This story has something in common with the story that David Kelley tells in the video embedded above, of the patients who after successfully confronting and overcoming their fear of snakes begin to have less anxiety in other areas of their lives. They work harder and perform better.

These stories illustrate the power that small victories (and sometimes defeats) can have on our self-perceptions and how those self perceptions can help us to do better. If we see ourselves as exercisers, we’ll probably exercise some more. If we see ourselves as people who can face our fears and come out better, then we’ll face our fears more.

If you are reading this, you probably care about changing the world. You’re probably some sort of activist or advocate and you are passionate about your cause. The big problem that I’ve often seen with those passionate about their causes is that there is a lot of good that simply isn’t good enough. Somebody wears a pink ribbon, or tweets a link to a video and we berate them because they don’t know that the organizations that they have supported don’t actually do as much good as they think they do. The problem is that we do two things when we do that. First of all we present the idea in their mind that they aren’t activists. Secondly we place the goal for doing good so far over there that the journey from here to there is overwhelming.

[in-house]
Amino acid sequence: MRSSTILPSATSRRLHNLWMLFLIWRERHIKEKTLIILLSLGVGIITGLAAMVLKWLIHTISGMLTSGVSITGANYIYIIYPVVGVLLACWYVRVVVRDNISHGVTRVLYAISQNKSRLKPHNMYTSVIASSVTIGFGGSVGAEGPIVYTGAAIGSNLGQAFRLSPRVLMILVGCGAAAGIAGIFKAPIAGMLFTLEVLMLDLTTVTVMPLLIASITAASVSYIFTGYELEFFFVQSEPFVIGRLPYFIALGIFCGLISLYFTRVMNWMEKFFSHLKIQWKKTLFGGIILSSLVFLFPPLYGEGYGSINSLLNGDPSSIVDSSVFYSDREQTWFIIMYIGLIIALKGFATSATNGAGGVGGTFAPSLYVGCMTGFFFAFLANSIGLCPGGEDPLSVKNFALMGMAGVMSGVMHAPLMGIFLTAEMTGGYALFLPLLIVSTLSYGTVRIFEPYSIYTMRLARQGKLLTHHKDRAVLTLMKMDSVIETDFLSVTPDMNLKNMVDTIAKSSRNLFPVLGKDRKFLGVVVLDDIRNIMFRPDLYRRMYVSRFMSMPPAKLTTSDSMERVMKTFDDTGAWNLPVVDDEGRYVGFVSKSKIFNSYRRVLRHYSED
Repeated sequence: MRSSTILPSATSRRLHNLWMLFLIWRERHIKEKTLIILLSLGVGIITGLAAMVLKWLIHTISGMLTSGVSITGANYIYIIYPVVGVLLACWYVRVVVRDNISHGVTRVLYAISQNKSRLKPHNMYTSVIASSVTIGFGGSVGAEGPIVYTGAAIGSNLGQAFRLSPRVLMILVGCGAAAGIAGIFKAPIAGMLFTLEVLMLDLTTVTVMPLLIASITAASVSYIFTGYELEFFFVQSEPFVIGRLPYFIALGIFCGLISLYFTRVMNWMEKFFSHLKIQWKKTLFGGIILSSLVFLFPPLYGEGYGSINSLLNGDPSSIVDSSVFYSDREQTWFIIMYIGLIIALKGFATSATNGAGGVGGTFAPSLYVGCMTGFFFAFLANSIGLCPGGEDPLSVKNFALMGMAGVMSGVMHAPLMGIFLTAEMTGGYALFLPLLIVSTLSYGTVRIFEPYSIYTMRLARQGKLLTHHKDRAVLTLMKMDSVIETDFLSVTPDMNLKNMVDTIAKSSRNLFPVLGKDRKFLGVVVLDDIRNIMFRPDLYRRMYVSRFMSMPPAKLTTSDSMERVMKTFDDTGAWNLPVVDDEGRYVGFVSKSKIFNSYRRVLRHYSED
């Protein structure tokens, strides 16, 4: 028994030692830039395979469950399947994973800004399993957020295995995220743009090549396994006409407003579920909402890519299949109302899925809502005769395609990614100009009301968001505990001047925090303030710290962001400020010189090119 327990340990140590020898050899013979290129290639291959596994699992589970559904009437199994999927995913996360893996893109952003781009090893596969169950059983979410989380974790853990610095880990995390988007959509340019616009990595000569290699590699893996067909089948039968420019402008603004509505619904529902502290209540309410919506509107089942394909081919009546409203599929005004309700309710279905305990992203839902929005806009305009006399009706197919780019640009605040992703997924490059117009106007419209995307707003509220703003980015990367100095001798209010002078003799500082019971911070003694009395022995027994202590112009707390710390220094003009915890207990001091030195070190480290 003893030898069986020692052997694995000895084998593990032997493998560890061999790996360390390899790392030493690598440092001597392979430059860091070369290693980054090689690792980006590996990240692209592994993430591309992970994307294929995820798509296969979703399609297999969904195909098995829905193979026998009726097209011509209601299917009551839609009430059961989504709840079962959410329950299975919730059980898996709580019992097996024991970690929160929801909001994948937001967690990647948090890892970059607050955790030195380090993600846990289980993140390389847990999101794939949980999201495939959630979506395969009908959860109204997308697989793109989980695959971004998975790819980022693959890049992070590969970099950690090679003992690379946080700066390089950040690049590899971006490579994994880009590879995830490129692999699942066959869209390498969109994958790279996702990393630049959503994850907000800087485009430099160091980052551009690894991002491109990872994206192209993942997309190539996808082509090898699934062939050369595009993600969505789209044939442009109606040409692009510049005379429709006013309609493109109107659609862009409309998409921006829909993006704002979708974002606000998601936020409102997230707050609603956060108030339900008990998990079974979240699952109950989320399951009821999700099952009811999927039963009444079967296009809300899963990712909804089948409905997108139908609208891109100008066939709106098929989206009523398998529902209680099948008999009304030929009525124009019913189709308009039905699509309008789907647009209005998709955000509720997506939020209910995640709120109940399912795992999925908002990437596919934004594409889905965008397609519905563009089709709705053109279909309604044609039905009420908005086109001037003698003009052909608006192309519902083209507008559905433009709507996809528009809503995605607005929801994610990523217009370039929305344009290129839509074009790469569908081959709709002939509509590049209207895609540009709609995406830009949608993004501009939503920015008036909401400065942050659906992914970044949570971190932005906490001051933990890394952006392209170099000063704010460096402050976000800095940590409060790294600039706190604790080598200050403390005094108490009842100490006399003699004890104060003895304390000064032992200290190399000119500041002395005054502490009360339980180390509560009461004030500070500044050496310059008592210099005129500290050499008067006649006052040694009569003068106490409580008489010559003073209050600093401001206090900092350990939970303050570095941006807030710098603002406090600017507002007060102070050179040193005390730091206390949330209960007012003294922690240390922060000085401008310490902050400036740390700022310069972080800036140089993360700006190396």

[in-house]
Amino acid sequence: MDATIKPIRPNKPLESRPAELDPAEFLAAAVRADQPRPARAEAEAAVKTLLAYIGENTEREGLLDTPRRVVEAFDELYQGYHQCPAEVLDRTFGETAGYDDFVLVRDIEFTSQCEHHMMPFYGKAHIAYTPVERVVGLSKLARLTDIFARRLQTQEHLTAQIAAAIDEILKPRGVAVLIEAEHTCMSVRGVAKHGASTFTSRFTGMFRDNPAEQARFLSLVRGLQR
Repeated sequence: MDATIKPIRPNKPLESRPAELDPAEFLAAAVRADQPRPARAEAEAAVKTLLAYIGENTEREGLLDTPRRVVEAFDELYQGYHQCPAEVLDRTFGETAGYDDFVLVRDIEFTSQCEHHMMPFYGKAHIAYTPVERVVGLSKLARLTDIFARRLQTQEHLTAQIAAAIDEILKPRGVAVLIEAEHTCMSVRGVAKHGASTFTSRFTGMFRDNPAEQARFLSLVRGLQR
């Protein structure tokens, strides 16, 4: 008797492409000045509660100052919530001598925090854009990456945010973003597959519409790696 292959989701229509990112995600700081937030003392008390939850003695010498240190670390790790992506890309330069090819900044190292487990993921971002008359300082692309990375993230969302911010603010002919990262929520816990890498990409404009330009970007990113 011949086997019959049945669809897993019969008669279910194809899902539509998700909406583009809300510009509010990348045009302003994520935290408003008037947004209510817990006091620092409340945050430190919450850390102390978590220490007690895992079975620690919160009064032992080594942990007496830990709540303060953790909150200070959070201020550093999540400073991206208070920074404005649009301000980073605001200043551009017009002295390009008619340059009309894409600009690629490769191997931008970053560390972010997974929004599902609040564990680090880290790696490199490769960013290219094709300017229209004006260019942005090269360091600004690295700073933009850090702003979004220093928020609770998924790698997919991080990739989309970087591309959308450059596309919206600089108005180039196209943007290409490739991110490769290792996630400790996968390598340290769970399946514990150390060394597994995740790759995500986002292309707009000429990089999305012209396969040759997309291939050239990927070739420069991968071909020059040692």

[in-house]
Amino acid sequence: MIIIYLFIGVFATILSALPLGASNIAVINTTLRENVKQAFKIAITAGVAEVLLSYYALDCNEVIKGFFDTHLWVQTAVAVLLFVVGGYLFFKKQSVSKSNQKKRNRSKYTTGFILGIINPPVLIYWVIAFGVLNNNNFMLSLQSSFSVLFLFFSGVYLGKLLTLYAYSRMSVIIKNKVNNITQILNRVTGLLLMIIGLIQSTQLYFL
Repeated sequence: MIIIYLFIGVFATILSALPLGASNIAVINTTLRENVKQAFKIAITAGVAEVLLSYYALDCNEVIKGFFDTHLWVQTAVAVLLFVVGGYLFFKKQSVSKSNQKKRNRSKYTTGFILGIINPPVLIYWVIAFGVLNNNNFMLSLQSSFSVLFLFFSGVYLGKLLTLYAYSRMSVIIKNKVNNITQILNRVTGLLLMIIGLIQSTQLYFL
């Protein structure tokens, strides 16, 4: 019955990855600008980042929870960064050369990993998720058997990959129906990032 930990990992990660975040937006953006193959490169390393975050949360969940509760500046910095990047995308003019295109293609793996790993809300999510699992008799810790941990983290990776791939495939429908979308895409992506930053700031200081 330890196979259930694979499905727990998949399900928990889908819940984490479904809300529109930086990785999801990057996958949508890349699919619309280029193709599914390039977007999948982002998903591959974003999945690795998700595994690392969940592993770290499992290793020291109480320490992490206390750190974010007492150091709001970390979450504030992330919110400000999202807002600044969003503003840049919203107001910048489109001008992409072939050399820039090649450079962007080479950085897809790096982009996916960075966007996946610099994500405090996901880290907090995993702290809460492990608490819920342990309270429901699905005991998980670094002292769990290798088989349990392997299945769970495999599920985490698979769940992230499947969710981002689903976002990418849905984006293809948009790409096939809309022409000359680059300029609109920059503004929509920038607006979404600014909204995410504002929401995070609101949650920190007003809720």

Maybe you should consider where in your advocacy, activism, development and ministry you can create the opportunity for small victories. Where can you build in places where people can begin to see themselves as world changers, as advocates, as ministers, and as activists. Those small victories can lay the foundation for significant victories later on.

Image Credit

Pardon me, but my privilege is showing.

Not very long ago, I was sitting with a group of people, and somehow the discussion turned towards whether this person should go to the Macy’s in downtown St. Paul at midnight for Black Friday, and more specifically, whether this young woman would be safe.